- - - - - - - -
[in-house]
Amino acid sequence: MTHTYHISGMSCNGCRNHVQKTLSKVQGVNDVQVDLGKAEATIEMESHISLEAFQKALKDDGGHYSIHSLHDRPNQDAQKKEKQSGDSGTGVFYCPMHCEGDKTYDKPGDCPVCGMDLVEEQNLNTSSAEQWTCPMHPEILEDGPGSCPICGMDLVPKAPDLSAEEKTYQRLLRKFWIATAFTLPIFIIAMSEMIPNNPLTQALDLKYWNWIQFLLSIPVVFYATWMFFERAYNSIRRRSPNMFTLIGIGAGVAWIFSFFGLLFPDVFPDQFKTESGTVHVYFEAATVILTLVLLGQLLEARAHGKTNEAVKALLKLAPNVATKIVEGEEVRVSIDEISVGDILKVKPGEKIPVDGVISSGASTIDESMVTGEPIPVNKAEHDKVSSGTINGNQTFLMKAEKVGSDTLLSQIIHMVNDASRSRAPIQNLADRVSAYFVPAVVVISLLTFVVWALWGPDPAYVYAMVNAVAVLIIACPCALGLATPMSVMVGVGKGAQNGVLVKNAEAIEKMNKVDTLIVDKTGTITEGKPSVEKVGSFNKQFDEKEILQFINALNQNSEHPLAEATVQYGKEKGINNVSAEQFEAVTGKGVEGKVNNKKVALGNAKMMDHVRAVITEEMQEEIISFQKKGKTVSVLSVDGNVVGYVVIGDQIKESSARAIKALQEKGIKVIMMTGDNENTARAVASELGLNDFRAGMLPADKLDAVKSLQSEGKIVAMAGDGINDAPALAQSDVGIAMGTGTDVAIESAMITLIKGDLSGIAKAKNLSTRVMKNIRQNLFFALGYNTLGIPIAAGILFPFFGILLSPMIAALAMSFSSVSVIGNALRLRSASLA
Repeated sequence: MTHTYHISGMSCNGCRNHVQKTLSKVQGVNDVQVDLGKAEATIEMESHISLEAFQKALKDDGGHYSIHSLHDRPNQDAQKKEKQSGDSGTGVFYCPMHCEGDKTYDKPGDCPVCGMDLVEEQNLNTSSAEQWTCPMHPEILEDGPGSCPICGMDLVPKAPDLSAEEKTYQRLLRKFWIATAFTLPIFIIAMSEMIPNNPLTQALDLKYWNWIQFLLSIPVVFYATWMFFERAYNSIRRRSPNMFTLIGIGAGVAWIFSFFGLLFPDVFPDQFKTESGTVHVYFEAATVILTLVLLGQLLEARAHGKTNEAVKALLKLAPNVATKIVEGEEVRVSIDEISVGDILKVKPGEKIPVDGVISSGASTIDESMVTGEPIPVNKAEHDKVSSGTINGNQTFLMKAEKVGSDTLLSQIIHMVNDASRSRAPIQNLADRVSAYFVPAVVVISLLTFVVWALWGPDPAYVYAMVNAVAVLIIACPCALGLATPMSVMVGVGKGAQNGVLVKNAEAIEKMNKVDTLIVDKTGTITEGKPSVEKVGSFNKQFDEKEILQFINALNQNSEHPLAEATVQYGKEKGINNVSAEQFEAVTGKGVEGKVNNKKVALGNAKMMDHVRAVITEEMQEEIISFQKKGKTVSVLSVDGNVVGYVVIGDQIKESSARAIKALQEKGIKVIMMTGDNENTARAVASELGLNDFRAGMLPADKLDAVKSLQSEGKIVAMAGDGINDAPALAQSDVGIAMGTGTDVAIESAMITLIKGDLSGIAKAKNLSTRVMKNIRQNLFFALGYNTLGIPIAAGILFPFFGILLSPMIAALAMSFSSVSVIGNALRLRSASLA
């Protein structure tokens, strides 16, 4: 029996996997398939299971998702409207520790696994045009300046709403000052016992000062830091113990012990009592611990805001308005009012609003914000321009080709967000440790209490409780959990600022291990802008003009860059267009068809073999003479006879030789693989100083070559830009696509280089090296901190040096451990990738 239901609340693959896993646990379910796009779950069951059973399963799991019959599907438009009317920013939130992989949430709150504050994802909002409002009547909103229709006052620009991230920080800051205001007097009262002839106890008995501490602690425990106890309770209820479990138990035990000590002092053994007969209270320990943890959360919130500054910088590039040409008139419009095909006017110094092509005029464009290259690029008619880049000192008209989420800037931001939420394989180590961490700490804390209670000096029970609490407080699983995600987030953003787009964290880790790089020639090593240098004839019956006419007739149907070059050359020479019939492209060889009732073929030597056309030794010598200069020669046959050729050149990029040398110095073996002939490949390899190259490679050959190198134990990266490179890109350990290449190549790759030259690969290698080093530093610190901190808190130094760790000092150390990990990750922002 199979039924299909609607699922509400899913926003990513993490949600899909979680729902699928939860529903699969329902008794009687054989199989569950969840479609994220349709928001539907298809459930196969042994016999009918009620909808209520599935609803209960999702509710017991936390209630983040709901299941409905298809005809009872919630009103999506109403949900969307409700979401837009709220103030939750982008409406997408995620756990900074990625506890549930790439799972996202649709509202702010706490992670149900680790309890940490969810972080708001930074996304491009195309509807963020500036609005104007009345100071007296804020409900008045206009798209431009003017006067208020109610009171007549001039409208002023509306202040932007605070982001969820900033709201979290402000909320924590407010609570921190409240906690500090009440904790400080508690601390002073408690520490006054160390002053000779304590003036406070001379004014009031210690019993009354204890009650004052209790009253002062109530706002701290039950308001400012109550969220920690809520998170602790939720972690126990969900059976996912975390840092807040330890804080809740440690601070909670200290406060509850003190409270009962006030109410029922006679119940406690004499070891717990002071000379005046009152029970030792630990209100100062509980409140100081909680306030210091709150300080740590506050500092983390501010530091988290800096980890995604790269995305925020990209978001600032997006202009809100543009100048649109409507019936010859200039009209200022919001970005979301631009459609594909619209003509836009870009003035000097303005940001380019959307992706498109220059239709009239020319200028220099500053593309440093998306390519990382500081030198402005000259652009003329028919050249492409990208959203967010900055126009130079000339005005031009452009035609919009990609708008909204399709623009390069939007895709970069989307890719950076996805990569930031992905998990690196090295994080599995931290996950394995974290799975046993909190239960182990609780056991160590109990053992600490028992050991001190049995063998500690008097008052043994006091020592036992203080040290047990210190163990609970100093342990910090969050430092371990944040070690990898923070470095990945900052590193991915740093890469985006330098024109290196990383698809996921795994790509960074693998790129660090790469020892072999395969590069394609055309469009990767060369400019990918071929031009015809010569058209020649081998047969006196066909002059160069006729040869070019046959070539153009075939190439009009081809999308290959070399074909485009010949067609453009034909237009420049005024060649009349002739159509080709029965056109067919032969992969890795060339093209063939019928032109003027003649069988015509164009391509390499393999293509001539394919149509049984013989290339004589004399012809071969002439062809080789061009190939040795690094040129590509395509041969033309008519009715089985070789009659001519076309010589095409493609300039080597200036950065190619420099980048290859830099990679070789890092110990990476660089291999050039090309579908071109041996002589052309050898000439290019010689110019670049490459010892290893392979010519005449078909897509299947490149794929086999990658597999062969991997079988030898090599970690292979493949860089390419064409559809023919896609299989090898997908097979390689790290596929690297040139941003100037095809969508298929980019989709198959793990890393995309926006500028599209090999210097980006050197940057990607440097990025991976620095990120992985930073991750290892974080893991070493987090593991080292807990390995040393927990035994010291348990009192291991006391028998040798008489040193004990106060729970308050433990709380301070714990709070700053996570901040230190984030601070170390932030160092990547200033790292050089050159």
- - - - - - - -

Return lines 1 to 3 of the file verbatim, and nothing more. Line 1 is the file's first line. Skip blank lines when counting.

[in-house]
Amino acid sequence: MTHTYHISGMSCNGCRNHVQKTLSKVQGVNDVQVDLGKAEATIEMESHISLEAFQKALKDDGGHYSIHSLHDRPNQDAQKKEKQSGDSGTGVFYCPMHCEGDKTYDKPGDCPVCGMDLVEEQNLNTSSAEQWTCPMHPEILEDGPGSCPICGMDLVPKAPDLSAEEKTYQRLLRKFWIATAFTLPIFIIAMSEMIPNNPLTQALDLKYWNWIQFLLSIPVVFYATWMFFERAYNSIRRRSPNMFTLIGIGAGVAWIFSFFGLLFPDVFPDQFKTESGTVHVYFEAATVILTLVLLGQLLEARAHGKTNEAVKALLKLAPNVATKIVEGEEVRVSIDEISVGDILKVKPGEKIPVDGVISSGASTIDESMVTGEPIPVNKAEHDKVSSGTINGNQTFLMKAEKVGSDTLLSQIIHMVNDASRSRAPIQNLADRVSAYFVPAVVVISLLTFVVWALWGPDPAYVYAMVNAVAVLIIACPCALGLATPMSVMVGVGKGAQNGVLVKNAEAIEKMNKVDTLIVDKTGTITEGKPSVEKVGSFNKQFDEKEILQFINALNQNSEHPLAEATVQYGKEKGINNVSAEQFEAVTGKGVEGKVNNKKVALGNAKMMDHVRAVITEEMQEEIISFQKKGKTVSVLSVDGNVVGYVVIGDQIKESSARAIKALQEKGIKVIMMTGDNENTARAVASELGLNDFRAGMLPADKLDAVKSLQSEGKIVAMAGDGINDAPALAQSDVGIAMGTGTDVAIESAMITLIKGDLSGIAKAKNLSTRVMKNIRQNLFFALGYNTLGIPIAAGILFPFFGILLSPMIAALAMSFSSVSVIGNALRLRSASLA
Repeated sequence: MTHTYHISGMSCNGCRNHVQKTLSKVQGVNDVQVDLGKAEATIEMESHISLEAFQKALKDDGGHYSIHSLHDRPNQDAQKKEKQSGDSGTGVFYCPMHCEGDKTYDKPGDCPVCGMDLVEEQNLNTSSAEQWTCPMHPEILEDGPGSCPICGMDLVPKAPDLSAEEKTYQRLLRKFWIATAFTLPIFIIAMSEMIPNNPLTQALDLKYWNWIQFLLSIPVVFYATWMFFERAYNSIRRRSPNMFTLIGIGAGVAWIFSFFGLLFPDVFPDQFKTESGTVHVYFEAATVILTLVLLGQLLEARAHGKTNEAVKALLKLAPNVATKIVEGEEVRVSIDEISVGDILKVKPGEKIPVDGVISSGASTIDESMVTGEPIPVNKAEHDKVSSGTINGNQTFLMKAEKVGSDTLLSQIIHMVNDASRSRAPIQNLADRVSAYFVPAVVVISLLTFVVWALWGPDPAYVYAMVNAVAVLIIACPCALGLATPMSVMVGVGKGAQNGVLVKNAEAIEKMNKVDTLIVDKTGTITEGKPSVEKVGSFNKQFDEKEILQFINALNQNSEHPLAEATVQYGKEKGINNVSAEQFEAVTGKGVEGKVNNKKVALGNAKMMDHVRAVITEEMQEEIISFQKKGKTVSVLSVDGNVVGYVVIGDQIKESSARAIKALQEKGIKVIMMTGDNENTARAVASELGLNDFRAGMLPADKLDAVKSLQSEGKIVAMAGDGINDAPALAQSDVGIAMGTGTDVAIESAMITLIKGDLSGIAKAKNLSTRVMKNIRQNLFFALGYNTLGIPIAAGILFPFFGILLSPMIAALAMSFSSVSVIGNALRLRSASLA